Nominations Sought for 2017 Resilient Australia Awards
Now in their 18th year, the awards celebrate innovation and best practice in disaster resilience and are open to all Australians with an interest in emergency management and natural disasters.
By showcasing the work of volunteers, communities, businesses and others involved in making our communities safer, the awards can inspire others to think about how they can be more disaster resilient.
This year’s awards include categories for school students and photography, along with awards for the best government, business and community group projects from each state and territory.
Whether you’re an individual or a group, the Australian Government wants to hear how you’ve made your community safer, stronger and better prepared.
Australia has more than its fair share of natural disasters, including fires, floods and cyclones, but by working together we can reduce their destructive impact.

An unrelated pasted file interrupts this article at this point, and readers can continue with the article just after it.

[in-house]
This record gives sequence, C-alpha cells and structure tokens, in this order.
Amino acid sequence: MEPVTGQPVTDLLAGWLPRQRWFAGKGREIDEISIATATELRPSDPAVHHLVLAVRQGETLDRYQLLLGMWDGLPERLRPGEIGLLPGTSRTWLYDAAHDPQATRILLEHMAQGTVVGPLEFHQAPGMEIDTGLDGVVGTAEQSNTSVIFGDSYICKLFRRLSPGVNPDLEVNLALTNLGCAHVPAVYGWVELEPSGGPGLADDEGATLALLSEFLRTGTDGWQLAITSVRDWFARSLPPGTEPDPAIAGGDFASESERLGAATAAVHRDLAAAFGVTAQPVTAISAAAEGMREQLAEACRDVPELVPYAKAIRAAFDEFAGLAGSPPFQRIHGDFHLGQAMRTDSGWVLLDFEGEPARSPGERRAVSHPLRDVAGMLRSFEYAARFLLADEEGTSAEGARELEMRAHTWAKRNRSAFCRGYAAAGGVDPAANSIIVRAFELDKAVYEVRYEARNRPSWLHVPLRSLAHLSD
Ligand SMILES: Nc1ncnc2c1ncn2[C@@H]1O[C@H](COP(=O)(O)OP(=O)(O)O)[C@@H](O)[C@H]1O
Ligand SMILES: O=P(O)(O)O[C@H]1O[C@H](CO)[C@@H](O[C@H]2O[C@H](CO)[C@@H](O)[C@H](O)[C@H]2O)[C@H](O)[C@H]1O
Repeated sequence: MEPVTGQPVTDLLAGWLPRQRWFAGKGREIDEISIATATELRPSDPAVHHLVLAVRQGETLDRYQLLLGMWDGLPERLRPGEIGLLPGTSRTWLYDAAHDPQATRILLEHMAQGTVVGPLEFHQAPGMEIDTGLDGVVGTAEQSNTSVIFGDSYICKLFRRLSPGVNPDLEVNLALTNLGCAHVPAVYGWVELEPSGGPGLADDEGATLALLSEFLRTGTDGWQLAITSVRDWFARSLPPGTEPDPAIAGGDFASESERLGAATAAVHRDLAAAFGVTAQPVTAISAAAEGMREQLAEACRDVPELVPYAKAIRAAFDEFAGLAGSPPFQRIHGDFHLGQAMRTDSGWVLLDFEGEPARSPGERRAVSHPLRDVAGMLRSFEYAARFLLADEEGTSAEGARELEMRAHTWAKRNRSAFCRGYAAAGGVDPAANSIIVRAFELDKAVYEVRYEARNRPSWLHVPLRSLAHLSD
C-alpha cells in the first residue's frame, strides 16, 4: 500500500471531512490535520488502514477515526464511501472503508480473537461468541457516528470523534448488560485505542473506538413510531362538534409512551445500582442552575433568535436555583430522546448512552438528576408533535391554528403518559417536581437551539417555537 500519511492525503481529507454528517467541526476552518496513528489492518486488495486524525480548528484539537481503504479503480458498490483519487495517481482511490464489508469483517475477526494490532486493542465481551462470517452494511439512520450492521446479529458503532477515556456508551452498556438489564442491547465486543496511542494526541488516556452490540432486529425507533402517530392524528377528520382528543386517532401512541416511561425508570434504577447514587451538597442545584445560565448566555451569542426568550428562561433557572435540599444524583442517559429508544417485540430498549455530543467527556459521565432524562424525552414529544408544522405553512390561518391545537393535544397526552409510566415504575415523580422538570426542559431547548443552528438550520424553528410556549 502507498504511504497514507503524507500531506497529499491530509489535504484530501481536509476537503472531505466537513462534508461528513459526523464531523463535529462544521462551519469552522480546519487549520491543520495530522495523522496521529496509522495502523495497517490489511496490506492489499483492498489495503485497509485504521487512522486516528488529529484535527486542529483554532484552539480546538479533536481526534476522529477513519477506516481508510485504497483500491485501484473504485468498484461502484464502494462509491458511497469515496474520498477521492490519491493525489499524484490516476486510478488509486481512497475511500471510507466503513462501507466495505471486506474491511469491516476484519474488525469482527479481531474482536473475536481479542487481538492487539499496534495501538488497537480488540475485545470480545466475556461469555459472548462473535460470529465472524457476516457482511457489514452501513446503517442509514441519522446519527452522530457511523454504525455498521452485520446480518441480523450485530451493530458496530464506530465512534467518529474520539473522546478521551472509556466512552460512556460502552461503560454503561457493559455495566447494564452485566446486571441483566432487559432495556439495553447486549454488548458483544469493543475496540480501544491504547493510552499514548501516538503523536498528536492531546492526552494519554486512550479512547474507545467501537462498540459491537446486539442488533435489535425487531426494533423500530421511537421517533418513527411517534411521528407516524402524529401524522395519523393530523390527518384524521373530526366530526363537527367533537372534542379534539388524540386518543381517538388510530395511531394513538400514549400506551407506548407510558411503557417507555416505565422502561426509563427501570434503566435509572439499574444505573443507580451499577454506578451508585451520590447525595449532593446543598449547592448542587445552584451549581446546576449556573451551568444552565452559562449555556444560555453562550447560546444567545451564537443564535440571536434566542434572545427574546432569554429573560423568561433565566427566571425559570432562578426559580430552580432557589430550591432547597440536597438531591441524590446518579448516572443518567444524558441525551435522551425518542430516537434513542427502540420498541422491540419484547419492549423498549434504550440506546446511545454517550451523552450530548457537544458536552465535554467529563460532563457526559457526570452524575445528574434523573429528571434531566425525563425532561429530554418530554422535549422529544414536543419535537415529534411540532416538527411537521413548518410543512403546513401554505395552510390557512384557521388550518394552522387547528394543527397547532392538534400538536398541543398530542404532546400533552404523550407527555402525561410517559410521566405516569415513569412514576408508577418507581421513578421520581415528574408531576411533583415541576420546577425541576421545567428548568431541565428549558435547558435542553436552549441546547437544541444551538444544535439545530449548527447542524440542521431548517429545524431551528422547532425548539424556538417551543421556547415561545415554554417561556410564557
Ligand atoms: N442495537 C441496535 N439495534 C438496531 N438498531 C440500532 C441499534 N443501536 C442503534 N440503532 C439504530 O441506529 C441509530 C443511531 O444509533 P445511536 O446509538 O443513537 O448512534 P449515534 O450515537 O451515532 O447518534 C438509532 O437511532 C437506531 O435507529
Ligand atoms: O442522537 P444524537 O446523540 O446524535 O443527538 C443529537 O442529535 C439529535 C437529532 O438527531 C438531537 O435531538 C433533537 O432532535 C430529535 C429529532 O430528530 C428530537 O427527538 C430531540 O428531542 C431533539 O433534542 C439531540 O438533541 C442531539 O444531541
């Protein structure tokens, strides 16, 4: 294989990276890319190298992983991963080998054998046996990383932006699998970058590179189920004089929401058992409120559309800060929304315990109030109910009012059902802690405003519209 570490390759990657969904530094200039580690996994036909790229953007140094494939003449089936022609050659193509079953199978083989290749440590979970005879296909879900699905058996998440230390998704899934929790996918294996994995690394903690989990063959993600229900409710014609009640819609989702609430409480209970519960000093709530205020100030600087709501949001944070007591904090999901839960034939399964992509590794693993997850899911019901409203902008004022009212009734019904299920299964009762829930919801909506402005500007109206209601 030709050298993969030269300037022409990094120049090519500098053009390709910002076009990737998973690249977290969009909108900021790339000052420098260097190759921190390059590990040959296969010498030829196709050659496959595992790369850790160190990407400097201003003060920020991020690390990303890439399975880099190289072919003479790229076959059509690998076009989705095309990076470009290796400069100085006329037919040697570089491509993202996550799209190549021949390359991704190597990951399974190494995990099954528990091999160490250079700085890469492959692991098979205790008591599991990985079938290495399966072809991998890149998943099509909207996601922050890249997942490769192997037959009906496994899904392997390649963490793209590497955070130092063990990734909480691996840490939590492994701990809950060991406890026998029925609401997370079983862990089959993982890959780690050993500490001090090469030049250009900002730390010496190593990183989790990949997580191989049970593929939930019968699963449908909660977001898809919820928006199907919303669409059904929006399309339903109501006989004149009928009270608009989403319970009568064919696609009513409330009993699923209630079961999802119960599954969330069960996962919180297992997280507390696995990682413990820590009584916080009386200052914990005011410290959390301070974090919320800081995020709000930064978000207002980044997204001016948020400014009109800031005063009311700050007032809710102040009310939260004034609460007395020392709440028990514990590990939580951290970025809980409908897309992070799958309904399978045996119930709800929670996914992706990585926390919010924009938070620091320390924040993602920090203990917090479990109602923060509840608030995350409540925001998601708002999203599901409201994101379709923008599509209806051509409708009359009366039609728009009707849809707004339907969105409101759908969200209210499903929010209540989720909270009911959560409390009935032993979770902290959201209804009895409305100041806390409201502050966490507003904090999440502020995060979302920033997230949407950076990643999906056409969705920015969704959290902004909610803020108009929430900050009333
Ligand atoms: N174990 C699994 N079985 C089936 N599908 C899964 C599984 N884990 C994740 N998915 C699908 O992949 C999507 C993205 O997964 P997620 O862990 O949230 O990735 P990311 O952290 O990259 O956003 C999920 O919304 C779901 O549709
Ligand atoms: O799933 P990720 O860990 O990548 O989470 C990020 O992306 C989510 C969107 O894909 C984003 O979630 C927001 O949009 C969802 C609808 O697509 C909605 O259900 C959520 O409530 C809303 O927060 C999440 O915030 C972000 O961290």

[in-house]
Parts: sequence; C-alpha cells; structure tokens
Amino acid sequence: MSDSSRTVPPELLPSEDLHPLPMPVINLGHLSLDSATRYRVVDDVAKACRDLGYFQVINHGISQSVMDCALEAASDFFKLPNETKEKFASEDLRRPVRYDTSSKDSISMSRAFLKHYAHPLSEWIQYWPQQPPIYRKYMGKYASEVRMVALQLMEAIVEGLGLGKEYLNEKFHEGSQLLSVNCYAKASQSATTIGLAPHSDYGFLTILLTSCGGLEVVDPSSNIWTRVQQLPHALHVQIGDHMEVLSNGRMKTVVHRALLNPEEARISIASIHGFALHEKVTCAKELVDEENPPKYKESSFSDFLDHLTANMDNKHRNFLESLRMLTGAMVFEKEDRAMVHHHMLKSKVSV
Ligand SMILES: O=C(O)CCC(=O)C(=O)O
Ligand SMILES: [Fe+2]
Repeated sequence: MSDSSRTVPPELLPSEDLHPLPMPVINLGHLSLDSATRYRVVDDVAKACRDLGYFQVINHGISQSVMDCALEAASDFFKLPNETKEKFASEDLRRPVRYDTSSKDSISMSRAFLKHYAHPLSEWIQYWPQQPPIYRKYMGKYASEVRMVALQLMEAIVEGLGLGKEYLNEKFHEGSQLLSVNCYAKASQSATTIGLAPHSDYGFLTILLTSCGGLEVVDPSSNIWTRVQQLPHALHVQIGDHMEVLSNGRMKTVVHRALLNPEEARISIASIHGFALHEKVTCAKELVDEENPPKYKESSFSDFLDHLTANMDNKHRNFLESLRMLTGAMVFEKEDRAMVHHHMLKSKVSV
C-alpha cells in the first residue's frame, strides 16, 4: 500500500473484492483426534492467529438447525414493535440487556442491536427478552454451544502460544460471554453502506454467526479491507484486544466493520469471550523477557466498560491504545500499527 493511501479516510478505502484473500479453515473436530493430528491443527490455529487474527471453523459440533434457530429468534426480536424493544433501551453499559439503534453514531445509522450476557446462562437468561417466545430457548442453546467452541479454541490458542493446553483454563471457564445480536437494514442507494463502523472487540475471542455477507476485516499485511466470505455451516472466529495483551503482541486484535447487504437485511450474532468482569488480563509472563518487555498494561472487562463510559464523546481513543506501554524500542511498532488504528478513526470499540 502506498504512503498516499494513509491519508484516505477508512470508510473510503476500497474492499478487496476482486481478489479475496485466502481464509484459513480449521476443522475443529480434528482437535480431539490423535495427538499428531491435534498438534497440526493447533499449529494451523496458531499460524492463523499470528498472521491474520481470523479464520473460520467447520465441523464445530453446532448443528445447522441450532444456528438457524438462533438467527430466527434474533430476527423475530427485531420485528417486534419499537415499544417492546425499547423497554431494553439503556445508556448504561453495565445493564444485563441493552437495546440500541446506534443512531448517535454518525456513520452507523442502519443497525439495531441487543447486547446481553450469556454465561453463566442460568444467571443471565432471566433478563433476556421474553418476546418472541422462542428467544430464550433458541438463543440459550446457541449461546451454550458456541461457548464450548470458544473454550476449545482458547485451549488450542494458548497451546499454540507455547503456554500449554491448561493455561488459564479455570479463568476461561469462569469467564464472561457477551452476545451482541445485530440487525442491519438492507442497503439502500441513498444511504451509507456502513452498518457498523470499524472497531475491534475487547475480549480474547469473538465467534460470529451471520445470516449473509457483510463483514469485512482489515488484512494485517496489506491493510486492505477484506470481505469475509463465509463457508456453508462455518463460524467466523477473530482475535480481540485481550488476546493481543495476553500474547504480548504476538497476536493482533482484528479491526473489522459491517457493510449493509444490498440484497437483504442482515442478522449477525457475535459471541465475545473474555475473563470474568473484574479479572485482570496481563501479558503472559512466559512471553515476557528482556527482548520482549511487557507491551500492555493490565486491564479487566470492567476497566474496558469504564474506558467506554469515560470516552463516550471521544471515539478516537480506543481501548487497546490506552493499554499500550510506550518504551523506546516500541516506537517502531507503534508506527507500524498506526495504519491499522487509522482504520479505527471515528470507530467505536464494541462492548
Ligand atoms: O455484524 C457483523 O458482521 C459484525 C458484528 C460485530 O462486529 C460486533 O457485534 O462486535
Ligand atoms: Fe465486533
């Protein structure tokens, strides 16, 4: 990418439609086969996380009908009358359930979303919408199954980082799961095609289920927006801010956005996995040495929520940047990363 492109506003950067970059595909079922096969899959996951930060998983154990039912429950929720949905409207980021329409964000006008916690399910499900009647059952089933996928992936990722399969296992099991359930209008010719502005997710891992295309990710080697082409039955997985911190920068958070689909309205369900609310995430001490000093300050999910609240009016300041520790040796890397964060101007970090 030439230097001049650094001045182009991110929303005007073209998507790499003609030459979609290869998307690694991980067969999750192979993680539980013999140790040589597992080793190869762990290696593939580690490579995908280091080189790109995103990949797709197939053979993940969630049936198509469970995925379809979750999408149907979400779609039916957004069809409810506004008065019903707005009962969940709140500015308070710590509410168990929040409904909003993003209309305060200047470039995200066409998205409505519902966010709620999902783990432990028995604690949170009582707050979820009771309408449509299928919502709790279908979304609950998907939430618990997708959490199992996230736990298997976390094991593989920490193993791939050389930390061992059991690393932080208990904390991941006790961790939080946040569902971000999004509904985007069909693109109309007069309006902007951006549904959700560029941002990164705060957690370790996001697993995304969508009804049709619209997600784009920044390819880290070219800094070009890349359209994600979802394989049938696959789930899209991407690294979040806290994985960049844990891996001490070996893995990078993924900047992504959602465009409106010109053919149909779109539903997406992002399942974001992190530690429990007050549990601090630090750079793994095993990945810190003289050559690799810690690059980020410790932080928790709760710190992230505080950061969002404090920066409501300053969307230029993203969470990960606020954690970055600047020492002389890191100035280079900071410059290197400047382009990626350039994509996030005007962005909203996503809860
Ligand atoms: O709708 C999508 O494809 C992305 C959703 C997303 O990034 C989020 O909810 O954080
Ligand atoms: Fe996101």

That is why the Australian Government is pleased to celebrate innovative ways in which Australians are working to protect their communities.
More than 150 applications were received for last year’s awards, with winners including Anglesea Primary School in Victoria for its fire education partnership Survive and Thrive program, and Queensland-based photographer Karin Calvert’s moving picture of Yeppoon State Emergency Service volunteer Bob Jeacocke, which received the national photography prize.
The awards are open to all Australians - individuals, not for profit organisations, small and large businesses, local and state government, schools, education institutions, research bodies, and emergency service agencies.
The Australian Government is proud to sponsor these awards with the states and territories.
Applications are open until 30 June 2017.
This article archived 2 Jul 2017
Now in it’s eighth successful year offering Sydney audiences an exciting,...
Stuart Ayres MP, Minister for Sport welcomes the statewide launch of the...
Motorists who have enjoyed saving money at the bowser by using the NSW...
A new suite of ThinkUKnow resources will provide simple advice for all...
Graffiti vandalism costs New South Wales over $100 million per year.